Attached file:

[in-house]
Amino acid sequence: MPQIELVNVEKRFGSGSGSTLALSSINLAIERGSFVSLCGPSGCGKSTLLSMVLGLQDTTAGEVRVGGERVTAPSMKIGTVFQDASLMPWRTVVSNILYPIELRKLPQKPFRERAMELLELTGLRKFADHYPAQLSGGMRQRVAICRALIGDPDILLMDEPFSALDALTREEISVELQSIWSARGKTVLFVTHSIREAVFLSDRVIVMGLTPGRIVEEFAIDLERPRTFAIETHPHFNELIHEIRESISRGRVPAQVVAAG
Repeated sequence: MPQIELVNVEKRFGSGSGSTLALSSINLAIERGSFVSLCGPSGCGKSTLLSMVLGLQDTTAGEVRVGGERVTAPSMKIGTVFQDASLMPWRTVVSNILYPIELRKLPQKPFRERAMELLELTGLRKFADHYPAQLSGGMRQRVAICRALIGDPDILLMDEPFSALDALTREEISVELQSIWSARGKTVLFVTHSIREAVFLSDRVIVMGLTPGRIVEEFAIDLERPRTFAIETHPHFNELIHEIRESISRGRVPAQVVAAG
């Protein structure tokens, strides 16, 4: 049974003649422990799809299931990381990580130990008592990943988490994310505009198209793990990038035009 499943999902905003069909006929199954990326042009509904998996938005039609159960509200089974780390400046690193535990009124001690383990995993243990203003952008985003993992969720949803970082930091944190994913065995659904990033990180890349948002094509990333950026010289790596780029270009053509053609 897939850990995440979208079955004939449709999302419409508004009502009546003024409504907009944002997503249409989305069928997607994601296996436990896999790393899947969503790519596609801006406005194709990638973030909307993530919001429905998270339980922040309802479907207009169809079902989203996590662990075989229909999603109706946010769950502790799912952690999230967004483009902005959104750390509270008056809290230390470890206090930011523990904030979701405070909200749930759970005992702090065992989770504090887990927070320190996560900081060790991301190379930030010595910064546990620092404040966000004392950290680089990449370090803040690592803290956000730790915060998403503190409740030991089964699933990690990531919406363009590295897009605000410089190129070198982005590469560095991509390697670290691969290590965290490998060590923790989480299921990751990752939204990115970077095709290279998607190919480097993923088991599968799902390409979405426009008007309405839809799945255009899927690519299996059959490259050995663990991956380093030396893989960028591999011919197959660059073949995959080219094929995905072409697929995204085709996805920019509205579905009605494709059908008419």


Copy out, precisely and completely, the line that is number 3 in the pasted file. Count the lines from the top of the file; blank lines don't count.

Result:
Repeated sequence: MPQIELVNVEKRFGSGSGSTLALSSINLAIERGSFVSLCGPSGCGKSTLLSMVLGLQDTTAGEVRVGGERVTAPSMKIGTVFQDASLMPWRTVVSNILYPIELRKLPQKPFRERAMELLELTGLRKFADHYPAQLSGGMRQRVAICRALIGDPDILLMDEPFSALDALTREEISVELQSIWSARGKTVLFVTHSIREAVFLSDRVIVMGLTPGRIVEEFAIDLERPRTFAIETHPHFNELIHEIRESISRGRVPAQVVAAG